So what’s a self-published author to do?  After two book launches, I’ve learned from my shortcomings and composed a list of work items where I need to improve.  Fortunately, I still have time to apply this plan to my latest book, MELTING SAND, published this month.
1.       Focus on the product.
Without a quality product, marketing is futile. This means writing comes first and then editing, editing, and more editing before publishing.  My editor and I take three passes at the manuscript before I make the final proof available to beta readers for their feedback.  With my latest novel, I also put the first chapter on my blog where dozens of readers provided their thoughts.  I do believe I’ve made progress in my writing and editing with each novel I’ve published, but there’s always room to improve – always.
2.       Begin marketing before your first draft is complete.
Let readers know how your writing is going. Posting short blog and Facebook updates about your book’s progress is a good way to do this.  Some authors even create a separate Facebook page for their upcoming novel.  I recommend building interest gradually and not overdoing it – maybe post one update a month and then more frequently as you approach the launch.  Also, once you have something to share (like a first chapter), post it to your blog or website.  These activities don’t take too much time away from writing, and they’re a good way to build interest.  I’ve done some pre-publication communications in the past, but not as consistently as I should have.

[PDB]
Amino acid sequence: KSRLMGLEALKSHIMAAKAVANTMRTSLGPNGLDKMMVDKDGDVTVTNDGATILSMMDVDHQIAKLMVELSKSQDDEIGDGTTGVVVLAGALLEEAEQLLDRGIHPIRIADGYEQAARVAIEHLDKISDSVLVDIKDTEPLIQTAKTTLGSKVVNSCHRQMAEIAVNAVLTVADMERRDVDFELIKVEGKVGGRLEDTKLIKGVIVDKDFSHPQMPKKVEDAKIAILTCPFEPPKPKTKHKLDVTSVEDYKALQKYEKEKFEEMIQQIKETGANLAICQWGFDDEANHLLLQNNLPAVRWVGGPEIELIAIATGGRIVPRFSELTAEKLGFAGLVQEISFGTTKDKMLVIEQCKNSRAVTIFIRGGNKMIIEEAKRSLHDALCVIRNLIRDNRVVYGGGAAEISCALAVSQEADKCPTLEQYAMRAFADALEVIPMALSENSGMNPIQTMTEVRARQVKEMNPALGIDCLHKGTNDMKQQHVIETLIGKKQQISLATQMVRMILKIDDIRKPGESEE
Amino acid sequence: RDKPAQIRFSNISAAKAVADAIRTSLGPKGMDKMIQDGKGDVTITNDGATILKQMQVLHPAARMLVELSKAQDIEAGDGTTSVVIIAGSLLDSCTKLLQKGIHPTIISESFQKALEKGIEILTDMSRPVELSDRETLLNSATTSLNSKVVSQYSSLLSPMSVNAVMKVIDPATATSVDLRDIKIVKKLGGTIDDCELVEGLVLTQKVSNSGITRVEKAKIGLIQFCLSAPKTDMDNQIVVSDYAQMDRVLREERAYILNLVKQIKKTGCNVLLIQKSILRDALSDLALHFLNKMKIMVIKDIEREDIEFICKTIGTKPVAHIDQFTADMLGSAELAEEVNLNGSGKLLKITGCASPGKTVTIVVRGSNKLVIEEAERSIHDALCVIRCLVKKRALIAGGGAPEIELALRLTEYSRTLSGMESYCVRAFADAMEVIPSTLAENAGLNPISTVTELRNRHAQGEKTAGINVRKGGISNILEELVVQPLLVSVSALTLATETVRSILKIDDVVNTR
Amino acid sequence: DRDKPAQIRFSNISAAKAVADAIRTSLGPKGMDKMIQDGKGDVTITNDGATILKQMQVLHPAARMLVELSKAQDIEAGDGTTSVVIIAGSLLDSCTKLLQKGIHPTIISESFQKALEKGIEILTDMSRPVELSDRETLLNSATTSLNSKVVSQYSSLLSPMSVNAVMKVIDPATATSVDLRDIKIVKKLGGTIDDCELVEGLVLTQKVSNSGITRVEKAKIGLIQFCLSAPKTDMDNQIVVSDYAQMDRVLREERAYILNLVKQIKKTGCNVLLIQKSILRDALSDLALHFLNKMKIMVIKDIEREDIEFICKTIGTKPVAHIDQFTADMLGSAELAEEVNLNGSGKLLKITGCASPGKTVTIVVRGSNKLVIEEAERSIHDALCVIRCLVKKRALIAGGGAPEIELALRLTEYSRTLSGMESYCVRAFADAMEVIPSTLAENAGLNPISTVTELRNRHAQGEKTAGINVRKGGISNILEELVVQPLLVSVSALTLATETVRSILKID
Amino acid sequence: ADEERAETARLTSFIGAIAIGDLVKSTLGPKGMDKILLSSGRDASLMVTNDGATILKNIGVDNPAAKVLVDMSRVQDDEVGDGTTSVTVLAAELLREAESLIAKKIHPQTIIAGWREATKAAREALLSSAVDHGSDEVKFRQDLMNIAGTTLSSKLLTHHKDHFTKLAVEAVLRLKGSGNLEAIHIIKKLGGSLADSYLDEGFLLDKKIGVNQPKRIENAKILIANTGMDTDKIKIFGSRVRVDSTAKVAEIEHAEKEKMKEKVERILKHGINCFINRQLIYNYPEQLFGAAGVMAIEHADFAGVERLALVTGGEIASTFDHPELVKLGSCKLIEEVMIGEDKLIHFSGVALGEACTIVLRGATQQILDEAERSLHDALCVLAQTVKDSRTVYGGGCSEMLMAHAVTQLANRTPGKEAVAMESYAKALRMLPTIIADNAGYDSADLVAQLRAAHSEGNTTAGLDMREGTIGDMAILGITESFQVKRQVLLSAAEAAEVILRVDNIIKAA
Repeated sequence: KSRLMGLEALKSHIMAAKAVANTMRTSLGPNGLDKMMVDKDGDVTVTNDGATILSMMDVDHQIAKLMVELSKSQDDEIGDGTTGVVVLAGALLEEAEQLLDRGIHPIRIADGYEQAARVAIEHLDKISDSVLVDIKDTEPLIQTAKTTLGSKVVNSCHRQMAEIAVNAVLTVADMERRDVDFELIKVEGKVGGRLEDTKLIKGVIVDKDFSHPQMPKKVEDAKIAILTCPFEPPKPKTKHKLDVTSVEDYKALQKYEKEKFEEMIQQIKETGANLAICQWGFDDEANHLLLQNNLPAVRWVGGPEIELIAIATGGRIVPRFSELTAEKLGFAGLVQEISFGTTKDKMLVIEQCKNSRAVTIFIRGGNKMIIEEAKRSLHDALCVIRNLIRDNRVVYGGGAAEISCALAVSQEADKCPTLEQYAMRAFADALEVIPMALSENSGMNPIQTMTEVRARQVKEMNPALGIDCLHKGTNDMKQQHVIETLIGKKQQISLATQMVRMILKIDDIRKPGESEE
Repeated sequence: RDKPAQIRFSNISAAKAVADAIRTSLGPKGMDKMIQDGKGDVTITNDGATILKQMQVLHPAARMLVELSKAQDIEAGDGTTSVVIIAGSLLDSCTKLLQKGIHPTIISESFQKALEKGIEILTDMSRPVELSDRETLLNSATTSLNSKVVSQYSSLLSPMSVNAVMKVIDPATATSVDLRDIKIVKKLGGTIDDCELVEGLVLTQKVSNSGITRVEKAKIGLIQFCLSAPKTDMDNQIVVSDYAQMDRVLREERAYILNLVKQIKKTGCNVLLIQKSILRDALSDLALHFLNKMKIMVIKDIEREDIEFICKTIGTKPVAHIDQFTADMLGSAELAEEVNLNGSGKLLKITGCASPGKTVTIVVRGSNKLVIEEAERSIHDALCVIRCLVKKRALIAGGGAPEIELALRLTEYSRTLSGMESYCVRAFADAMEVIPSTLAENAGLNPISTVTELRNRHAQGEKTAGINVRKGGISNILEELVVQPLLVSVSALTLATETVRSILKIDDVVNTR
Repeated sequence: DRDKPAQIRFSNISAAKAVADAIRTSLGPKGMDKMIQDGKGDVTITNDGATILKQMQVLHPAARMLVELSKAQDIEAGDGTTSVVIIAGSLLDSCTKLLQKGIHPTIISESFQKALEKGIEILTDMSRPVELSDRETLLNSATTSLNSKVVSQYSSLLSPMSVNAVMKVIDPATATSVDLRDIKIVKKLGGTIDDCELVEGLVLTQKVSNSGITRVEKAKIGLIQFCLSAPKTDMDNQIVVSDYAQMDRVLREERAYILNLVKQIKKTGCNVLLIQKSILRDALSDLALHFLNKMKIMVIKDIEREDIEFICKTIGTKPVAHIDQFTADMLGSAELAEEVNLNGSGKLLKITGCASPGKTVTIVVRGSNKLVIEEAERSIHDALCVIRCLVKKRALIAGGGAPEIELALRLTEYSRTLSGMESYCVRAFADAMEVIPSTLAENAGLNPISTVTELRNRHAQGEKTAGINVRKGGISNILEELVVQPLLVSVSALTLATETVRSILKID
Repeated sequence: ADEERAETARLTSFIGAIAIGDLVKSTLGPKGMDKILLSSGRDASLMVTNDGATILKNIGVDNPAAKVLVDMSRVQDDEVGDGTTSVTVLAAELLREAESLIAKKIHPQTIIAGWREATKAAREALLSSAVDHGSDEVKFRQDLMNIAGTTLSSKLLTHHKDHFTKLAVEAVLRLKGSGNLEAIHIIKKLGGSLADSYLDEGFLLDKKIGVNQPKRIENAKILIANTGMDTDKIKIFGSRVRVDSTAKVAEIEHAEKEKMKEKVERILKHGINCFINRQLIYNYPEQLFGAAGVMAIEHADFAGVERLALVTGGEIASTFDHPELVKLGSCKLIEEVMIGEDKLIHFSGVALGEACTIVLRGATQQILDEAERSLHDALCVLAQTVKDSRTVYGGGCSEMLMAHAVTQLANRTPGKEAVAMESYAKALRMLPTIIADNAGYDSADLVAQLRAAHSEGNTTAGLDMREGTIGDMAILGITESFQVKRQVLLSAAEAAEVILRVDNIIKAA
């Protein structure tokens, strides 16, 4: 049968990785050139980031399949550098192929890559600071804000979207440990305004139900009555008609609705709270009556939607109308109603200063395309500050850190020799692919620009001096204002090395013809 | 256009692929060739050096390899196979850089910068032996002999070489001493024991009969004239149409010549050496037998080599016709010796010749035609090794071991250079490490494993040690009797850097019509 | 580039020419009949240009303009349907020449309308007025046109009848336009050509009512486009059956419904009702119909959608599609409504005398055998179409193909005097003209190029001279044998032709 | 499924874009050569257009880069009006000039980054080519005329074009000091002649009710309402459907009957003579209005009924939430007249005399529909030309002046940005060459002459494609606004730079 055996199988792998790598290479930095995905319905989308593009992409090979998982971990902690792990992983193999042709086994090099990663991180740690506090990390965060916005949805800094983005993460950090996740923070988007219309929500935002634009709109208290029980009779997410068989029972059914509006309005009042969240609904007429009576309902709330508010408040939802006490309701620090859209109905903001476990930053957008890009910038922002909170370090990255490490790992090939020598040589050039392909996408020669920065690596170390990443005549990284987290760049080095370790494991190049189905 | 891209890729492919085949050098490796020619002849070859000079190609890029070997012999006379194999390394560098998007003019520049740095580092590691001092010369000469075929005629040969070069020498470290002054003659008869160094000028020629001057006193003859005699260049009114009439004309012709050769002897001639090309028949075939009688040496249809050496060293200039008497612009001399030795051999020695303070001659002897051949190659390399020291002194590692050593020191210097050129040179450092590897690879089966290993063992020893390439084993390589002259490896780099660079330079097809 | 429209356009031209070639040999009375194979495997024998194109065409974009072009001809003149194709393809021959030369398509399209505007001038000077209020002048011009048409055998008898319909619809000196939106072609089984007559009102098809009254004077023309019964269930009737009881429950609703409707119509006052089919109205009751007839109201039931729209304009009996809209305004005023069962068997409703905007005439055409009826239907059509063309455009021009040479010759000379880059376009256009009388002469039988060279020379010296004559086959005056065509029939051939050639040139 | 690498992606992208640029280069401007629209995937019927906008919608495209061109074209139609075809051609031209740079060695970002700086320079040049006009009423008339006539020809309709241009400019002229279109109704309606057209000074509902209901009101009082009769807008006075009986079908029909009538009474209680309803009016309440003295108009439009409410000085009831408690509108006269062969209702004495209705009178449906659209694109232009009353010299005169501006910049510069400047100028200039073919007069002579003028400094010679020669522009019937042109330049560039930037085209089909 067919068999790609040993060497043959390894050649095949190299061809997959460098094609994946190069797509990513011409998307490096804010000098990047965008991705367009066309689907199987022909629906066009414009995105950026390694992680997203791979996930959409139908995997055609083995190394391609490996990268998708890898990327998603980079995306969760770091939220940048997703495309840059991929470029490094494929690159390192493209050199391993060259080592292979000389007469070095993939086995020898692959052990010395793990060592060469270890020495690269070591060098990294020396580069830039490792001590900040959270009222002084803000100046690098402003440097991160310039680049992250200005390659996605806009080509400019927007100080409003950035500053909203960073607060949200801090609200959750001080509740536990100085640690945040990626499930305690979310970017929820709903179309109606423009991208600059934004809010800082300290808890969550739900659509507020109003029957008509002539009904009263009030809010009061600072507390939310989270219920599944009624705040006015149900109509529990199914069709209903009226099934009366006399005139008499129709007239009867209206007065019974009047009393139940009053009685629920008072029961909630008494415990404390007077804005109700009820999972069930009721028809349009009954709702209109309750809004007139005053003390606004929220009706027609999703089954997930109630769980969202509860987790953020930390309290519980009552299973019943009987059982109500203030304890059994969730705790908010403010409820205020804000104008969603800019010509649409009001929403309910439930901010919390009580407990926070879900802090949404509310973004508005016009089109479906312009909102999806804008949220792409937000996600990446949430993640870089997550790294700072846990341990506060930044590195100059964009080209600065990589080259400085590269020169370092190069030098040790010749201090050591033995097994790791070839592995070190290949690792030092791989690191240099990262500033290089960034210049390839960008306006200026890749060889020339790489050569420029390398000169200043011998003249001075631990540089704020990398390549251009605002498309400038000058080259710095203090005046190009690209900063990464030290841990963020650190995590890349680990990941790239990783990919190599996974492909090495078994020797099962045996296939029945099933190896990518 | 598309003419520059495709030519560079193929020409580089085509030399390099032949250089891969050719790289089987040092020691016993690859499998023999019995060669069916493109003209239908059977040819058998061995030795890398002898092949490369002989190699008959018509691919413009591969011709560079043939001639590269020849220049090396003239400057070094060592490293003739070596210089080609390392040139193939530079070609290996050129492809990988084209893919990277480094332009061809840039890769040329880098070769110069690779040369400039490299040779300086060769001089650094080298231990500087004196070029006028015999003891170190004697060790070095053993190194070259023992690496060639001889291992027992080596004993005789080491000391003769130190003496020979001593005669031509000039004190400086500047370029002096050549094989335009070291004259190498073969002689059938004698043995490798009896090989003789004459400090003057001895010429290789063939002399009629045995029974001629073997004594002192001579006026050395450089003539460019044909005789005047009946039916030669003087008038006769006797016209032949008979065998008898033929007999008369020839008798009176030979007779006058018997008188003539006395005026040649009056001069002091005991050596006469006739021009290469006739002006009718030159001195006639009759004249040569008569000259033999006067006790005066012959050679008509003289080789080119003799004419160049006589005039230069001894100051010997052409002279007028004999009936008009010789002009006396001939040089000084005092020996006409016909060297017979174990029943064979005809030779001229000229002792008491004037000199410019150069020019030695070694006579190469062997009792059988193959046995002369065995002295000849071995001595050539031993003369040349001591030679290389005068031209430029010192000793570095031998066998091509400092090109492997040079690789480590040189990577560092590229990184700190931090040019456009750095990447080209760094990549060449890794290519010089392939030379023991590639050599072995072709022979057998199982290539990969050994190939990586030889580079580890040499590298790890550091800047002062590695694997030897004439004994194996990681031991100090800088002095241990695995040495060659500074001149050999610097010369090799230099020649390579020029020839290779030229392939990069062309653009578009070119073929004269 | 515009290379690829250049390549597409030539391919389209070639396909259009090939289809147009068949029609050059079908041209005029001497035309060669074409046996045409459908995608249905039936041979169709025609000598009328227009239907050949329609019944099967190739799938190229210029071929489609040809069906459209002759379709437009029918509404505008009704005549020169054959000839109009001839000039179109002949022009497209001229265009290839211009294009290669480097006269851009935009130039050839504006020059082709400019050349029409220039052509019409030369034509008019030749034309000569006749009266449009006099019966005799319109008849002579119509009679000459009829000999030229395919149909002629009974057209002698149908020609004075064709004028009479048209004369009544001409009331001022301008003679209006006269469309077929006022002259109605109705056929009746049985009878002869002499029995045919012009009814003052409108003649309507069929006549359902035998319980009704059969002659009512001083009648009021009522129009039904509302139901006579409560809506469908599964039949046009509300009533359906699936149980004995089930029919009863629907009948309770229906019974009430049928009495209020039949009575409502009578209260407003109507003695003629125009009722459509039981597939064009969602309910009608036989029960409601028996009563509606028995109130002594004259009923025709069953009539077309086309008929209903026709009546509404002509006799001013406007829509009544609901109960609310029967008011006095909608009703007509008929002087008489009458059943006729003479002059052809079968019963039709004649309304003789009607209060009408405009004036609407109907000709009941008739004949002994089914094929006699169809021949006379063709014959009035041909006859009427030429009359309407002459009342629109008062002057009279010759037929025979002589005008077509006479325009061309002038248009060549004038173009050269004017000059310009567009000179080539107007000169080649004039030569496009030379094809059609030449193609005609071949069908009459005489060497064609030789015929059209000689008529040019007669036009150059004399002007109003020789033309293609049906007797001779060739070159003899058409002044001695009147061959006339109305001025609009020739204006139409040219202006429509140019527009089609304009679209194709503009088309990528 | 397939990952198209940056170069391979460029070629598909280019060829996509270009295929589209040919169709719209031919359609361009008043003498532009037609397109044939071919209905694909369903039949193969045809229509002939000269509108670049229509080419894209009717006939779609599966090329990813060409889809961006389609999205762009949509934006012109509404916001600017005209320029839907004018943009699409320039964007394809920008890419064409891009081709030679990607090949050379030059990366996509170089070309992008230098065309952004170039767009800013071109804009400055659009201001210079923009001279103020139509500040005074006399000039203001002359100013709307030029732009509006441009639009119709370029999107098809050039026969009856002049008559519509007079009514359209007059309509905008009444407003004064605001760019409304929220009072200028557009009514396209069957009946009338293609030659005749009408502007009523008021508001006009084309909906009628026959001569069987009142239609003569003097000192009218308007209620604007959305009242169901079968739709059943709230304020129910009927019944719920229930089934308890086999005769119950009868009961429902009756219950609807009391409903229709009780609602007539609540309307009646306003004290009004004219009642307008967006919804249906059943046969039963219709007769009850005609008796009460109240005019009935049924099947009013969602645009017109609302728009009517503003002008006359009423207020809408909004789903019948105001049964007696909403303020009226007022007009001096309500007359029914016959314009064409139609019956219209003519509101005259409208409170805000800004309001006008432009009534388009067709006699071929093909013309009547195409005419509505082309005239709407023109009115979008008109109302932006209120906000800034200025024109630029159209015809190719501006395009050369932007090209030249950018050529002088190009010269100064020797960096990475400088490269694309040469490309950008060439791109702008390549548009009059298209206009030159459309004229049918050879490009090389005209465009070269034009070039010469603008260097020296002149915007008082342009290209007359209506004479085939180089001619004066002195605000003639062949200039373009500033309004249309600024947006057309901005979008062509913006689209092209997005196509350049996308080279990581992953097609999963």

3.       Put as many oars in the water as possible.
I’ve found social media is necessary but not sufficient.  Most authors use Facebook, Twitter, blogs, websites, and e-mail, but these alone will not drive books sales.  And if you overdo pushing your book on social media, the effect can be negative.  With my first two books, I relied too heavily on social media. I should have engaged other channels and resources.  Going forward I plan to deliver press releases to local newspapers, schedule book signings and appearances at bookstores, libraries, and radio programs, and solicit space on author/reviewer blogs and websites.  There’s no question these marketing activities will take time away from writing, but I’ve decided it is work that I must do if I expect to find and grow readers.
4.       Include interesting, consistent, and professional content on your blog and website.
Attract readers and writers to your blog and website by offering interesting articles, author interviews, book reviews, etc.  While it’s fine to market your books on your blog, it should be balanced with “consistent content” that readers and writers view as interesting and valuable.  If you update your blog regularly and let readers know what to expect, they will return. 
5.       Benchmark your work.
There are dozens of writing contests and reviews available for you to submit your manuscripts. Some very large and prestigious, others on a lesser scale.  Some have hefty entry fees, others are free.  With the exception of the Amazon Breakthrough Novel Award, which I entered with my first book, I haven’t submitted my work to any of these contests or reviews, but I plan to.  It not only tells you how you stack up to others in your field/genre, but it gets your name and work visible, especially if you receive a few favorable reviews.
6.       Join and participate in writing forums and groups.
This is not marketing in the strictest sense, and writing forums and groups are not where you should be “pushing” your books, but they do provide a source for learning about what other authors are doing to be successful, and through sharing your ideas and experiences, they also help to get your name and work known.  Goodreads, LinkedIn, and other social sites have writing and author groups and are a great place to start.
Okay, that’s my plan.  It’s taken me three years of writing to figure out my marketing has been lacking in both consistency and content.  Hopefully, a year from now I’ll look back and say this plan was the turning point.